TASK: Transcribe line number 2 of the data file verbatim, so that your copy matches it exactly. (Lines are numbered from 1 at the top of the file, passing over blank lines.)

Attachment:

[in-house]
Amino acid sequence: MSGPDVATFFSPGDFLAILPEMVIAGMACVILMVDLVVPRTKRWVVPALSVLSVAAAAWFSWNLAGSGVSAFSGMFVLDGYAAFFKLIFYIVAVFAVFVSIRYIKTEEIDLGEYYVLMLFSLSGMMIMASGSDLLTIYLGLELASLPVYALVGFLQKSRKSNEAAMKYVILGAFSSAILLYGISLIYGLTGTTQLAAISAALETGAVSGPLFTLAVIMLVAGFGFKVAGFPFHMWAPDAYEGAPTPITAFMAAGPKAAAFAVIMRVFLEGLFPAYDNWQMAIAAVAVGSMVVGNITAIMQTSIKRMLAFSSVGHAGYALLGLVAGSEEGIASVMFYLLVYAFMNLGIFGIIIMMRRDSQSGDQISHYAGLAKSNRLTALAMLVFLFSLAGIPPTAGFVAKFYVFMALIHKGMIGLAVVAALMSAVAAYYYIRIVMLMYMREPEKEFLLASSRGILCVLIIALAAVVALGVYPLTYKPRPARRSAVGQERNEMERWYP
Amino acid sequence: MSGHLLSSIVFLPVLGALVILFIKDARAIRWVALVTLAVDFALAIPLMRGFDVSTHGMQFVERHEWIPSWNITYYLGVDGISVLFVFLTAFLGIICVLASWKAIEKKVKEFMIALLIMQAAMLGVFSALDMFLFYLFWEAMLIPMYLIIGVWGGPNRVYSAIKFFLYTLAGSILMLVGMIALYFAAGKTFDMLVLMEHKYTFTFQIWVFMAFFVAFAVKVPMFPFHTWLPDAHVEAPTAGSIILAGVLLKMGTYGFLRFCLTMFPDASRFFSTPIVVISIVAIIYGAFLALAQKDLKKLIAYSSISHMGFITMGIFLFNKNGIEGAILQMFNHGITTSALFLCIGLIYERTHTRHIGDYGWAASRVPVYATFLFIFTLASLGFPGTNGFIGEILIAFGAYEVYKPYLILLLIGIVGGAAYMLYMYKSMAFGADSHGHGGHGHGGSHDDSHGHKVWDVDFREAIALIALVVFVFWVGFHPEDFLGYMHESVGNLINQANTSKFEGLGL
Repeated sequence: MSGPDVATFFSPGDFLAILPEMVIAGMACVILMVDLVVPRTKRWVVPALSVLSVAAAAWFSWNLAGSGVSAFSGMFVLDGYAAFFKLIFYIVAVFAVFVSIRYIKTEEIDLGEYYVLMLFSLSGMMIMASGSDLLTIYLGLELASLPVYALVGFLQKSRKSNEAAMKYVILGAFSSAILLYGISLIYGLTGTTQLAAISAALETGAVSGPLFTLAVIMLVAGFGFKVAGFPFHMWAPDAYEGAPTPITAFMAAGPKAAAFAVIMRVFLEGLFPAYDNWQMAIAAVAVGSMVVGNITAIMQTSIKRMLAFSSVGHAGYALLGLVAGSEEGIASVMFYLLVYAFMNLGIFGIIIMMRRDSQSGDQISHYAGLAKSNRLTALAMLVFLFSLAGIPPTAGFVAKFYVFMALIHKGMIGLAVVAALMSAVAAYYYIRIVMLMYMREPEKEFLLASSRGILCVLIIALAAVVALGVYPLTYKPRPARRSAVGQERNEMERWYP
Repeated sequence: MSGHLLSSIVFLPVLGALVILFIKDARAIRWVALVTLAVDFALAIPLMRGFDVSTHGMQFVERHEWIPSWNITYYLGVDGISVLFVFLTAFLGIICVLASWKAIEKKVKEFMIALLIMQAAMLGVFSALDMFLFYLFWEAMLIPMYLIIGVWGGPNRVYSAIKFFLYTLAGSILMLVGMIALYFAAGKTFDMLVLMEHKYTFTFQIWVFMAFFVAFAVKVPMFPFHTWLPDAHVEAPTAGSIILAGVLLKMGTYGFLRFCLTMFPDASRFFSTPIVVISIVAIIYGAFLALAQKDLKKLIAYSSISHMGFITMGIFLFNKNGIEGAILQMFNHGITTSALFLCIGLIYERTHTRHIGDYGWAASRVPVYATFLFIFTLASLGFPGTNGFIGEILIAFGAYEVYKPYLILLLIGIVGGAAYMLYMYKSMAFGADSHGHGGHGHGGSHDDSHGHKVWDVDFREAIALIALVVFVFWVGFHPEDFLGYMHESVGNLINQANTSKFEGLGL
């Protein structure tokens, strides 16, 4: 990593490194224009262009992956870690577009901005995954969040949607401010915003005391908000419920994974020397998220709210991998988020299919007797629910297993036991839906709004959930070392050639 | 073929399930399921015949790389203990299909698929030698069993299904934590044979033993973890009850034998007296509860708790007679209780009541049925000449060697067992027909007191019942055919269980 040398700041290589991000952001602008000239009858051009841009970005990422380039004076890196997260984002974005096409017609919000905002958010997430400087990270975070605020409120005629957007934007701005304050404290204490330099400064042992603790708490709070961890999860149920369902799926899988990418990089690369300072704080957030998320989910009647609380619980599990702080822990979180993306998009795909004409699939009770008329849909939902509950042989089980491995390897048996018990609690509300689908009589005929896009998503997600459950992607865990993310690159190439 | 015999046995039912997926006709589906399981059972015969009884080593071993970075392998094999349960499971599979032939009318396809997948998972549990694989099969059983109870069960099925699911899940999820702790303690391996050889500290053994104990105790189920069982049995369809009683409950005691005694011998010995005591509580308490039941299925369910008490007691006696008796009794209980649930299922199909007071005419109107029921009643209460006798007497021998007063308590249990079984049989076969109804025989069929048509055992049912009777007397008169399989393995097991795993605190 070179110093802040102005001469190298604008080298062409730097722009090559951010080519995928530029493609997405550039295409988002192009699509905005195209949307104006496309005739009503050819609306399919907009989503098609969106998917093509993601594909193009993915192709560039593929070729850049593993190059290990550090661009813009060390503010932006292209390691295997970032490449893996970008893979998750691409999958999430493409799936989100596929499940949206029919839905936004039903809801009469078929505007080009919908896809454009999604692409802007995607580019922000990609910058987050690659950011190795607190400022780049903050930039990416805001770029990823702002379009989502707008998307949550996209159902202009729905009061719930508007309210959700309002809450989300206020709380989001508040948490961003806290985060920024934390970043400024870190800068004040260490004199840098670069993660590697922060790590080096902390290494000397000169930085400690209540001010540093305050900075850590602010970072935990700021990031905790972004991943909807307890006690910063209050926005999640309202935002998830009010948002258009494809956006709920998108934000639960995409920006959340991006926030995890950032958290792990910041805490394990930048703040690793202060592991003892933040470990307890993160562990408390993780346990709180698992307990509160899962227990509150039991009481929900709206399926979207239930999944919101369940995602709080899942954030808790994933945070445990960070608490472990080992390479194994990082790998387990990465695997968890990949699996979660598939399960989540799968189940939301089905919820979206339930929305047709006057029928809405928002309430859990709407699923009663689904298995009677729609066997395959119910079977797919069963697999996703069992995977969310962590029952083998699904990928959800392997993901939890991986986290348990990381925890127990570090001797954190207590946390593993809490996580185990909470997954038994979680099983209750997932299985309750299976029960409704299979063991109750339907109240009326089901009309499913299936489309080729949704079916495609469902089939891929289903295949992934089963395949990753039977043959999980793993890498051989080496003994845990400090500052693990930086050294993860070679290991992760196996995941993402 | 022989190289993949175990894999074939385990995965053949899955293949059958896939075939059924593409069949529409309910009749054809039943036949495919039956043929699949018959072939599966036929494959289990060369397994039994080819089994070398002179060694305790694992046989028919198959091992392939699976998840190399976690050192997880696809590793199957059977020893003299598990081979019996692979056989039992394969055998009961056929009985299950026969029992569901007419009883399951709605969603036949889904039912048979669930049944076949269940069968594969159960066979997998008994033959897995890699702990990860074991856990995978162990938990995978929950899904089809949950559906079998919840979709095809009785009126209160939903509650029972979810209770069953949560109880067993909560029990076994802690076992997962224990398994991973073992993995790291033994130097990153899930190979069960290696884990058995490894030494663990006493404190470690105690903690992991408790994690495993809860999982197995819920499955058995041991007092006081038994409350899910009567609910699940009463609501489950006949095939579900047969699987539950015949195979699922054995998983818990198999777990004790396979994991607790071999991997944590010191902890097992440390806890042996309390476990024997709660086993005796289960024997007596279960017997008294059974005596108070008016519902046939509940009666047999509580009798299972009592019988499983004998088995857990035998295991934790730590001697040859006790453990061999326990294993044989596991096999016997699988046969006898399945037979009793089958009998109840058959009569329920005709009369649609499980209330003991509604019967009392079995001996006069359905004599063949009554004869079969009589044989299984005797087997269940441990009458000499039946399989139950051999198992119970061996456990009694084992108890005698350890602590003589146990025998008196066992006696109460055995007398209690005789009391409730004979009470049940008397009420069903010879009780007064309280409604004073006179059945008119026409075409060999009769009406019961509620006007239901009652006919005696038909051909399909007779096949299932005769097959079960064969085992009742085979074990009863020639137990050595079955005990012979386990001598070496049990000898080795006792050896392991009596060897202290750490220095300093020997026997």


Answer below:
Amino acid sequence: MSGPDVATFFSPGDFLAILPEMVIAGMACVILMVDLVVPRTKRWVVPALSVLSVAAAAWFSWNLAGSGVSAFSGMFVLDGYAAFFKLIFYIVAVFAVFVSIRYIKTEEIDLGEYYVLMLFSLSGMMIMASGSDLLTIYLGLELASLPVYALVGFLQKSRKSNEAAMKYVILGAFSSAILLYGISLIYGLTGTTQLAAISAALETGAVSGPLFTLAVIMLVAGFGFKVAGFPFHMWAPDAYEGAPTPITAFMAAGPKAAAFAVIMRVFLEGLFPAYDNWQMAIAAVAVGSMVVGNITAIMQTSIKRMLAFSSVGHAGYALLGLVAGSEEGIASVMFYLLVYAFMNLGIFGIIIMMRRDSQSGDQISHYAGLAKSNRLTALAMLVFLFSLAGIPPTAGFVAKFYVFMALIHKGMIGLAVVAALMSAVAAYYYIRIVMLMYMREPEKEFLLASSRGILCVLIIALAAVVALGVYPLTYKPRPARRSAVGQERNEMERWYP